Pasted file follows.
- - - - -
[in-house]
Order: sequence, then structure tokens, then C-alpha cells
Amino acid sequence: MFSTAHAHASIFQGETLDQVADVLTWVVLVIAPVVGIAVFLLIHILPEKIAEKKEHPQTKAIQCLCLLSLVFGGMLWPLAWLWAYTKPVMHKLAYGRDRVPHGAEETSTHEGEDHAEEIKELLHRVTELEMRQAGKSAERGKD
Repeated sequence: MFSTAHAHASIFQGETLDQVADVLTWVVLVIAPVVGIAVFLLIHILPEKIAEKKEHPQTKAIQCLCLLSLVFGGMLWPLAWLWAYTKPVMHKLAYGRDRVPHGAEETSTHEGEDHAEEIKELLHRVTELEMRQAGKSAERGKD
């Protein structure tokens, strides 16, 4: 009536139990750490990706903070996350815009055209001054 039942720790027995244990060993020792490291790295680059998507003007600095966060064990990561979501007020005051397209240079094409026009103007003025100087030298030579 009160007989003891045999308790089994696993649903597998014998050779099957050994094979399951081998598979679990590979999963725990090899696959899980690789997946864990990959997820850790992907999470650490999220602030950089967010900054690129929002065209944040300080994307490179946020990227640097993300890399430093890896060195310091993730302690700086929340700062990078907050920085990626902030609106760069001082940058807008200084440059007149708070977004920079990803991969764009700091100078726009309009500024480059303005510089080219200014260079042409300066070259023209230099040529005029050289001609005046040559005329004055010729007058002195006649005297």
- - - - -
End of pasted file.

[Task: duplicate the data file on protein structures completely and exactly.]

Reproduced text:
[in-house]
Order: sequence, then structure tokens, then C-alpha cells
Amino acid sequence: MFSTAHAHASIFQGETLDQVADVLTWVVLVIAPVVGIAVFLLIHILPEKIAEKKEHPQTKAIQCLCLLSLVFGGMLWPLAWLWAYTKPVMHKLAYGRDRVPHGAEETSTHEGEDHAEEIKELLHRVTELEMRQAGKSAERGKD
Repeated sequence: MFSTAHAHASIFQGETLDQVADVLTWVVLVIAPVVGIAVFLLIHILPEKIAEKKEHPQTKAIQCLCLLSLVFGGMLWPLAWLWAYTKPVMHKLAYGRDRVPHGAEETSTHEGEDHAEEIKELLHRVTELEMRQAGKSAERGKD
């Protein structure tokens, strides 16, 4: 009536139990750490990706903070996350815009055209001054 039942720790027995244990060993020792490291790295680059998507003007600095966060064990990561979501007020005051397209240079094409026009103007003025100087030298030579 009160007989003891045999308790089994696993649903597998014998050779099957050994094979399951081998598979679990590979999963725990090899696959899980690789997946864990990959997820850790992907999470650490999220602030950089967010900054690129929002065209944040300080994307490179946020990227640097993300890399430093890896060195310091993730302690700086929340700062990078907050920085990626902030609106760069001082940058807008200084440059007149708070977004920079990803991969764009700091100078726009309009500024480059303005510089080219200014260079042409300066070259023209230099040529005029050289001609005046040559005329004055010729007058002195006649005297």